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The Source for Public Transportation News and Analysis February 10, 2012
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Andrew J. Gillespie

Chief Engineer-Power
Southeastern Pennsylvania Transportation Authority
Philadelphia, PA

We are going to install a half a megawatt lithium-ion battery in a traction power substation on SEPTA’s subway line.

This battery, capable of storing enough power to light up 120 households in a day, will be charged from the electricity generated from when the train brakes. We will store that electricity until another train comes by that wants to accelerate, and we’ll discharge that electricity into the system.

What makes our project unique is that we are using the battery to save electricity already, but getting paid to help the local power company keep a balance of its network—balancing supply with demand.

Our power company is our grid manager, controlling the flow of electricity from those who generate it to the end user.  By using the lithium-ion battery and going through Viridity Energy, we can coordinate with the power company to determine when to charge or discharge the battery in accordance with that company’s needs.  That company pays us because, by using our stored energy, it doesn’t have to repeatedly fire up an extra burner, which costs money, and then shut it down.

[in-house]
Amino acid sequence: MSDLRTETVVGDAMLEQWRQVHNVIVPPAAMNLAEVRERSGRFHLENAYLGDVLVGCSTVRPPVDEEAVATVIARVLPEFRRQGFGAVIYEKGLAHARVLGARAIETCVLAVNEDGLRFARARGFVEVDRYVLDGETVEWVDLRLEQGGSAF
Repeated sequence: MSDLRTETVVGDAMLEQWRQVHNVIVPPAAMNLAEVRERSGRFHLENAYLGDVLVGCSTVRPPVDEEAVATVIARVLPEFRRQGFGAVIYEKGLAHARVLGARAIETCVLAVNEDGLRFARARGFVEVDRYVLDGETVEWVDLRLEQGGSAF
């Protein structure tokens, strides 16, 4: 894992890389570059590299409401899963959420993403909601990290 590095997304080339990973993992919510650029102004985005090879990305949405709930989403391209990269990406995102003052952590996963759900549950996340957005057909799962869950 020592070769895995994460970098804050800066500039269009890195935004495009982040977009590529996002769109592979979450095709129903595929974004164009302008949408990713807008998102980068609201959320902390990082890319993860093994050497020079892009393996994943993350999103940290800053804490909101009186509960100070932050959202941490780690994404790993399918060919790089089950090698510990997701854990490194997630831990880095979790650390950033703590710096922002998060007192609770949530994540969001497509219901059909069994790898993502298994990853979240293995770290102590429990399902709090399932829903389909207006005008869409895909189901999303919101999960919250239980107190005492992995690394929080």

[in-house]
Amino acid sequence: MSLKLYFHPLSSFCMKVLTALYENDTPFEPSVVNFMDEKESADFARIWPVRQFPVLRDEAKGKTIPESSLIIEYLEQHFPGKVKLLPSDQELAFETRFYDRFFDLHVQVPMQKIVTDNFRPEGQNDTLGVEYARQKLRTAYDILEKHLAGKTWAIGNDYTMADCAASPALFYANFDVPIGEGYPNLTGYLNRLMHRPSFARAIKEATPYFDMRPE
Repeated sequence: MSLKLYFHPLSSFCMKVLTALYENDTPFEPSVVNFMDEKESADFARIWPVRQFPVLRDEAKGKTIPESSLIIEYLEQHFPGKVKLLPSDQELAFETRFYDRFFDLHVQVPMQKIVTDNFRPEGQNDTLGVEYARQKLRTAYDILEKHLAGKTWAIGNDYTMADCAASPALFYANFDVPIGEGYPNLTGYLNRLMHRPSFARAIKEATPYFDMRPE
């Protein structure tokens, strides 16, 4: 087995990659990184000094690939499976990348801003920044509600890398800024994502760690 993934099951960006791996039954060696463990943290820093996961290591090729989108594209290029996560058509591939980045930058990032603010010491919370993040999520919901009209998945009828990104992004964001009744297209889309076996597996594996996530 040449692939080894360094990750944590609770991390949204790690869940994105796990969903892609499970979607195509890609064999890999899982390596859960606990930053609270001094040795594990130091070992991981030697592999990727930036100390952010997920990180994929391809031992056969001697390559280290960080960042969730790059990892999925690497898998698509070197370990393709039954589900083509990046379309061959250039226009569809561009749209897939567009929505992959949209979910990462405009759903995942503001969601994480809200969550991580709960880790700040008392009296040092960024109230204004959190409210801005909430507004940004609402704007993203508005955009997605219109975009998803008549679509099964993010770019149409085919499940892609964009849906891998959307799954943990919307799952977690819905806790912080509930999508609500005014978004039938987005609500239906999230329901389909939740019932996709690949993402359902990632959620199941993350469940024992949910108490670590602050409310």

Plus, we received a TIGER grant from FTA to test a different storage technology; we’re currently asking people to propose their technologies, but we haven’t selected anything else.

We are the only ones using a battery to do both the capturing and storing of electrical energy used by braking trains—and participating in the energy market.

For public transportation, it’s a means of generating revenue. But it also makes the capture of regenerated braking power economically feasible. Without the battery, the extra energy would have to go through a resister bank and be burned off as heat because it would have no place to go. With the battery, we can store it and hold onto it until we’re ready to use it.

Other than taking up space (approximately 12 feet x 20 feet), I can’t think of any disadvantages.

From a positive point of view, we hope to reduce our energy consumption by at least 10 percent, which allows us to achieve our sustainability goals, and the revenue that’s generated allows us to fund projects like this. I’m hoping the money we generate from the second pilot will let us do two more. Ideally I’d like to have a battery in every one of my substations.

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